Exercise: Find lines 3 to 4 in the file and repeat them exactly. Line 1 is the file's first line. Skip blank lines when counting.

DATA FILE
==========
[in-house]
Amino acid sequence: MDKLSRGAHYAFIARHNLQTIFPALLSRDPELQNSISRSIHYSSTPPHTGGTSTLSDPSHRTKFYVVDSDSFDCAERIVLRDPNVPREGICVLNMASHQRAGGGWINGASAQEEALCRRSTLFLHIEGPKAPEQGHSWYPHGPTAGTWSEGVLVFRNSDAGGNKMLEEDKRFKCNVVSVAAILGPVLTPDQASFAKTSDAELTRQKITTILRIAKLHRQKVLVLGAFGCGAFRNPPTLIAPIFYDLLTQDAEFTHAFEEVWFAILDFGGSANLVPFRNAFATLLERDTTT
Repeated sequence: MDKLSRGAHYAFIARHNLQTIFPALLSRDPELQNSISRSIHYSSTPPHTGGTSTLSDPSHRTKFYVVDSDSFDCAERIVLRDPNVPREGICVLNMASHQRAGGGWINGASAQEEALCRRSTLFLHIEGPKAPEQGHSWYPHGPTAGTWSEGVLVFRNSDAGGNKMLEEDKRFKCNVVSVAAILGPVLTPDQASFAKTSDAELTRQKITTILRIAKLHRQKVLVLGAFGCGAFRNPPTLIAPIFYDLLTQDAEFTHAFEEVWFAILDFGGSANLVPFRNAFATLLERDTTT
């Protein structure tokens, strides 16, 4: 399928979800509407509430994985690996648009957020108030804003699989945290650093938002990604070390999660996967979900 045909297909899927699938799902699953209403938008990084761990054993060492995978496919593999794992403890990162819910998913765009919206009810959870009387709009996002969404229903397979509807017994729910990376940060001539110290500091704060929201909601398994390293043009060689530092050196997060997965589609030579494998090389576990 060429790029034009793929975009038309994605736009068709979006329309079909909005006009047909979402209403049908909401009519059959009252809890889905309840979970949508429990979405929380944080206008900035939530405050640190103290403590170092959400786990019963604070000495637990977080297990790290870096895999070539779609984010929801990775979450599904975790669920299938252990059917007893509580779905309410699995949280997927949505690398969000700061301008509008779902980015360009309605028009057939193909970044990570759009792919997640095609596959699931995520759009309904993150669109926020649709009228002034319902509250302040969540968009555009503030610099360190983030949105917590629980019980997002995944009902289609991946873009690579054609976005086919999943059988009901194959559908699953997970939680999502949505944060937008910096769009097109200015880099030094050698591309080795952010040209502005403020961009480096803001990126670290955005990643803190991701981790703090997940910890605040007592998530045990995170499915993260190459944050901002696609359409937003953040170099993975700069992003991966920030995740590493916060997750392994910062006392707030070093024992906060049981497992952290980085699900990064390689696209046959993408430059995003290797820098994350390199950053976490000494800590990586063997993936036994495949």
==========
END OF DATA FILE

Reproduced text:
Repeated sequence: MDKLSRGAHYAFIARHNLQTIFPALLSRDPELQNSISRSIHYSSTPPHTGGTSTLSDPSHRTKFYVVDSDSFDCAERIVLRDPNVPREGICVLNMASHQRAGGGWINGASAQEEALCRRSTLFLHIEGPKAPEQGHSWYPHGPTAGTWSEGVLVFRNSDAGGNKMLEEDKRFKCNVVSVAAILGPVLTPDQASFAKTSDAELTRQKITTILRIAKLHRQKVLVLGAFGCGAFRNPPTLIAPIFYDLLTQDAEFTHAFEEVWFAILDFGGSANLVPFRNAFATLLERDTTT
């Protein structure tokens, strides 16, 4: 399928979800509407509430994985690996648009957020108030804003699989945290650093938002990604070390999660996967979900 045909297909899927699938799902699953209403938008990084761990054993060492995978496919593999794992403890990162819910998913765009919206009810959870009387709009996002969404229903397979509807017994729910990376940060001539110290500091704060929201909601398994390293043009060689530092050196997060997965589609030579494998090389576990 060429790029034009793929975009038309994605736009068709979006329309079909909005006009047909979402209403049908909401009519059959009252809890889905309840979970949508429990979405929380944080206008900035939530405050640190103290403590170092959400786990019963604070000495637990977080297990790290870096895999070539779609984010929801990775979450599904975790669920299938252990059917007893509580779905309410699995949280997927949505690398969000700061301008509008779902980015360009309605028009057939193909970044990570759009792919997640095609596959699931995520759009309904993150669109926020649709009228002034319902509250302040969540968009555009503030610099360190983030949105917590629980019980997002995944009902289609991946873009690579054609976005086919999943059988009901194959559908699953997970939680999502949505944060937008910096769009097109200015880099030094050698591309080795952010040209502005403020961009480096803001990126670290955005990643803190991701981790703090997940910890605040007592998530045990995170499915993260190459944050901002696609359409937003953040170099993975700069992003991966920030995740590493916060997750392994910062006392707030070093024992906060049981497992952290980085699900990064390689696209046959993408430059995003290797820098994350390199950053976490000494800590990586063997993936036994495949």